What is Innovation? Section: OLL2
The purpose of the online learning section is for you to develop your own learning. There are a number of tasks that you should complete before you undertake the next section. You can work through this section at your own pace. It is expected that you would take up to 3 hours to complete this section. You must complete this section before you move to the next section.
You need to read the article “What actually is innovation”.
This article sets an outline for the notion of innovation. It explains how innovation is structured as a concept.
What is innovation?
Defining anything today is a contentious undertaking. Everyone seems to have their own idea on what something does or does not mean. One thing that we have established is that innovation is essentially changes in the way we do things, rather than changes in what we do. Later on in this module you will discover that there are different levels of innovation; innovations that profoundly change the way everyone does something to innovations that just change the way one or two people do something.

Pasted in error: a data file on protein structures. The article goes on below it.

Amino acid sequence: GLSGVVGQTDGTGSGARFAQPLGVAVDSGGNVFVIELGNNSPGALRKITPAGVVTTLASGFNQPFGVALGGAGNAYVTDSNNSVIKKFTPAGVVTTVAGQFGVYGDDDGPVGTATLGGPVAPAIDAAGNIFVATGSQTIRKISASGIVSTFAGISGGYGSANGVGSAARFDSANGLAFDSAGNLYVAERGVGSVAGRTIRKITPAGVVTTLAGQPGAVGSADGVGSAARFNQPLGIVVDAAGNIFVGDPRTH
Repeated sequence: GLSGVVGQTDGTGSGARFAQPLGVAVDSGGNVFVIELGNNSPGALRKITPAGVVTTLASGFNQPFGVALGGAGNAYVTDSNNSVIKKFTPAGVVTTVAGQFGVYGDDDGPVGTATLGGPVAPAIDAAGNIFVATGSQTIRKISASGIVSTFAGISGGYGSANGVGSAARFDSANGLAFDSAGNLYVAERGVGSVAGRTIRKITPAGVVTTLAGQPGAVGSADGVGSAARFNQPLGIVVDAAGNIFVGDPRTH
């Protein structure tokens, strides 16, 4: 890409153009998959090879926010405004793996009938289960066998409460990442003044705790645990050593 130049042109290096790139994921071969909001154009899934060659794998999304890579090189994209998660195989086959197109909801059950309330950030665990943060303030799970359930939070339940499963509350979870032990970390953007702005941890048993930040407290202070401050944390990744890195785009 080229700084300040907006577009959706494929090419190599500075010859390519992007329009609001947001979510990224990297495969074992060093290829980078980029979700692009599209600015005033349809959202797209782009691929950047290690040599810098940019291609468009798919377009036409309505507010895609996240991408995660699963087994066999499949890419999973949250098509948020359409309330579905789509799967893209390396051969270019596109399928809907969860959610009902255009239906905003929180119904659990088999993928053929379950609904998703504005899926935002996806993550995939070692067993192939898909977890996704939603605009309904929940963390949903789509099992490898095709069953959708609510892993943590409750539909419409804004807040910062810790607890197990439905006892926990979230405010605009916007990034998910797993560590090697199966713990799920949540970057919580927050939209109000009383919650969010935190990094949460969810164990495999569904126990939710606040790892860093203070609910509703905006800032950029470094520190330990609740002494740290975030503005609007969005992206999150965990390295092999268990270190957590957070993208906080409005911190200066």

In out definition we explain how innovation is a change in a set of variables of a system or object. By this we mean that we change the components in such a way that we create something different. Like the different levels of innovation there are different levels of changes. The changes vary from slight modifications to drastic restructuring; and the changes vary from a change to a small part of the object or process to a major change in design and function.